According to reports, Apple has agreed to pay at least $32.5 million in refunds to parents who did not authorize their kids to make in-app purchases.
“This settlement is a victory for consumers harmed by Apple’s unfair billing and a signal to the business community,” said FTC Chairwoman Edith Ramirez. “You cannot charge consumers for charges they did not authorize.”
About three years ago, the Federal Trade Commission investigated Apple after it received complaints from parents who got the surprise of their lives when opening credit card bills containing in-app purchases made by their children. Naturally, some of these parents weren’t too happy with how Apple handled games such as Tap Pet Hotel and Smurf’s Village, which easily allowed players to purchase game coins for real money. Some items costs as much as $500, and so you can imagine how disgruntled some parents were when they received their sky-high credit card bills!
If you’re an Apple user, you’ll be aware that after purchasing an app there’s a 15-minute window that allows you to download more apps or even purchase in-app goodies – without being asked for your iTunes password. This magical 15 minute window is enough time for kids to run up massive bills on their parent’s credit cards.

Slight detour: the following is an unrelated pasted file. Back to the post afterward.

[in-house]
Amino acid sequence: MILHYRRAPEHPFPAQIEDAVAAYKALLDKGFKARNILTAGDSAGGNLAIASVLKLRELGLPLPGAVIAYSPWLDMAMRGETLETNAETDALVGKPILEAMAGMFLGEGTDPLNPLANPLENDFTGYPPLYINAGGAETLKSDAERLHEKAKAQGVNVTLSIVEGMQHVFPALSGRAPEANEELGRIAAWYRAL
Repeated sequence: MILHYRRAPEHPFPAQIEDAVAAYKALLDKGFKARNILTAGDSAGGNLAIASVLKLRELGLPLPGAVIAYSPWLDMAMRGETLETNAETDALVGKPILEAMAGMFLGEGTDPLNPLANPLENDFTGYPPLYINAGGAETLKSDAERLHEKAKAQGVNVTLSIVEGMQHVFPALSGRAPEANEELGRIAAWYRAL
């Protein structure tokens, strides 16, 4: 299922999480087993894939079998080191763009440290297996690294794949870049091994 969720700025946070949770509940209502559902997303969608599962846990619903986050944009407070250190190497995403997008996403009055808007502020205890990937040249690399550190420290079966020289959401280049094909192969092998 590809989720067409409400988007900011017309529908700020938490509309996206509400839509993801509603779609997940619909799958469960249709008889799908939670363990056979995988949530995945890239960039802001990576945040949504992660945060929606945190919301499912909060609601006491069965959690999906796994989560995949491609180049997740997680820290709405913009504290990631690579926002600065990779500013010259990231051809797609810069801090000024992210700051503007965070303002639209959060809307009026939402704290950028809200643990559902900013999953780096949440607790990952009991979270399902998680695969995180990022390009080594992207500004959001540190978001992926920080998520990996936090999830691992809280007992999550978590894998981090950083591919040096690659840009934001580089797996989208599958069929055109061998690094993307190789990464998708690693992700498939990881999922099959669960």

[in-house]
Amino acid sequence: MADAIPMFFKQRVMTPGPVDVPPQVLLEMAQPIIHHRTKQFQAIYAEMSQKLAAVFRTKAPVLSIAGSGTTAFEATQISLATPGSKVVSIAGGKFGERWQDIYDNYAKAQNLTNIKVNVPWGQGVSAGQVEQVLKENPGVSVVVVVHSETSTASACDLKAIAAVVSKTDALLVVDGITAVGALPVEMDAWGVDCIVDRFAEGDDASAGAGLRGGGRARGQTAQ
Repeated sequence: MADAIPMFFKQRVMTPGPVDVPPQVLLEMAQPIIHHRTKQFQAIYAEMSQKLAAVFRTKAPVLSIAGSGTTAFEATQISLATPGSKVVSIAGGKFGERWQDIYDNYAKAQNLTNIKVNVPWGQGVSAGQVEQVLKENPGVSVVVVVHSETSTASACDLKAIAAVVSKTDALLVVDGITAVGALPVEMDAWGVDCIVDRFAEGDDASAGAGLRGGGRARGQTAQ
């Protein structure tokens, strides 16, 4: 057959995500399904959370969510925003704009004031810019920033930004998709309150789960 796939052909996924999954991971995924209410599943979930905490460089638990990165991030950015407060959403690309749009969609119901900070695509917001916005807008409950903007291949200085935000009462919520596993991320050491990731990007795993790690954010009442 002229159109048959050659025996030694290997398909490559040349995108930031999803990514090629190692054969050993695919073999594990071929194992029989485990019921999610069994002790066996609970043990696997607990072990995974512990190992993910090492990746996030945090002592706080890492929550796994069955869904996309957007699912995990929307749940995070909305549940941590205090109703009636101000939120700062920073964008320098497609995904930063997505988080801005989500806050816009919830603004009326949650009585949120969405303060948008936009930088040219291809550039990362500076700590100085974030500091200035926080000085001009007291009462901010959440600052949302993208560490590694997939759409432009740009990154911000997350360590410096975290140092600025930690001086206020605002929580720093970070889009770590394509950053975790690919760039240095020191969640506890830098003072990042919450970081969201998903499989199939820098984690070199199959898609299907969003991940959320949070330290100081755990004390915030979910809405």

The FTC and Apple have already agreed to halt this. The Cupertino giant came to an agreement where it pledged to make adjustments to its purchasing policies. Apple’s CEO Tim Cook stated that this was unfair to the company but nevertheless decided to comply.
“It doesn’t feel right for the FTC to sue over a case that had already been settled. To us, it smacked of double jeopardy. However, the consent decree the FTC proposed does not require us to do anything we weren’t already going to do, so we decided to accept it rather than take on a long and distracting legal fight,” Cook stated.
The settlement includes Apple refunding all unauthorized payments, which reports say would come to at least $32.5 million – if not more. If Apple’s repayment doesn’t reach that amount, the FTC will collect the difference.
Though the focus is on Apple, Carl Howe, a research analyst at the Yankee Group, stated that the company is just a small part of a much bigger equation involving app purchases. Howe pointed out that the FTC should also be looking into Google’s Play Store, where app purchases are easier since a password isn’t always required for app downloads or in-app purchases.
Though Apple’s app system may be flawed, parents should not forget that it is still their job to monitor their kids when handling electronic devices, especially ones that have the potential to put a dent in their bank accounts. Electronic devices may provide a way to teach kids educational stuff, but it’s not always advisable to hand over your iPad just to keep them quiet. If parents take the time to explain to their kids that purchasing things in games is similar to spending real cash, it’s likely that a lot less kids would actually do so.